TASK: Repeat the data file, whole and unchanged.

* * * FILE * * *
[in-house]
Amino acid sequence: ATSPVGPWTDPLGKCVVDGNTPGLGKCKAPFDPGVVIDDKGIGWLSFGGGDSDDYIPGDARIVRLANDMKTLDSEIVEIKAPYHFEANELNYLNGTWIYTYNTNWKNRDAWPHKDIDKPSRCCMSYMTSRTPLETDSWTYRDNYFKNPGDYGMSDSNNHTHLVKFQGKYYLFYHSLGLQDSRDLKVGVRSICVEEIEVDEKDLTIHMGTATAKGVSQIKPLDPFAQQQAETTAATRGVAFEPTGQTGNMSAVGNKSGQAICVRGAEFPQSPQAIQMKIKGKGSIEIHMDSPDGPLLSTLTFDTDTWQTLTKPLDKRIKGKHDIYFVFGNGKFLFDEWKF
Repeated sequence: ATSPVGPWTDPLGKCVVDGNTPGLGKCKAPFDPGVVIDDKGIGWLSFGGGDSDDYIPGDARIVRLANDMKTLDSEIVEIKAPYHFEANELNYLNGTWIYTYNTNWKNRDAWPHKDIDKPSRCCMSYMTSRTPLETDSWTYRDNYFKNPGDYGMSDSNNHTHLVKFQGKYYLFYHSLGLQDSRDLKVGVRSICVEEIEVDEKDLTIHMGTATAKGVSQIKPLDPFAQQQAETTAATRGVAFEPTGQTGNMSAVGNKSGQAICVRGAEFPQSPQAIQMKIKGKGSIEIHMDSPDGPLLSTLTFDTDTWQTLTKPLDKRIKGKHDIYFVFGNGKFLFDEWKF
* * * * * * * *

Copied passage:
[in-house]
Amino acid sequence: ATSPVGPWTDPLGKCVVDGNTPGLGKCKAPFDPGVVIDDKGIGWLSFGGGDSDDYIPGDARIVRLANDMKTLDSEIVEIKAPYHFEANELNYLNGTWIYTYNTNWKNRDAWPHKDIDKPSRCCMSYMTSRTPLETDSWTYRDNYFKNPGDYGMSDSNNHTHLVKFQGKYYLFYHSLGLQDSRDLKVGVRSICVEEIEVDEKDLTIHMGTATAKGVSQIKPLDPFAQQQAETTAATRGVAFEPTGQTGNMSAVGNKSGQAICVRGAEFPQSPQAIQMKIKGKGSIEIHMDSPDGPLLSTLTFDTDTWQTLTKPLDKRIKGKHDIYFVFGNGKFLFDEWKF
Repeated sequence: ATSPVGPWTDPLGKCVVDGNTPGLGKCKAPFDPGVVIDDKGIGWLSFGGGDSDDYIPGDARIVRLANDMKTLDSEIVEIKAPYHFEANELNYLNGTWIYTYNTNWKNRDAWPHKDIDKPSRCCMSYMTSRTPLETDSWTYRDNYFKNPGDYGMSDSNNHTHLVKFQGKYYLFYHSLGLQDSRDLKVGVRSICVEEIEVDEKDLTIHMGTATAKGVSQIKPLDPFAQQQAETTAATRGVAFEPTGQTGNMSAVGNKSGQAICVRGAEFPQSPQAIQMKIKGKGSIEIHMDSPDGPLLSTLTFDTDTWQTLTKPLDKRIKGKHDIYFVFGNGKFLFDEWKF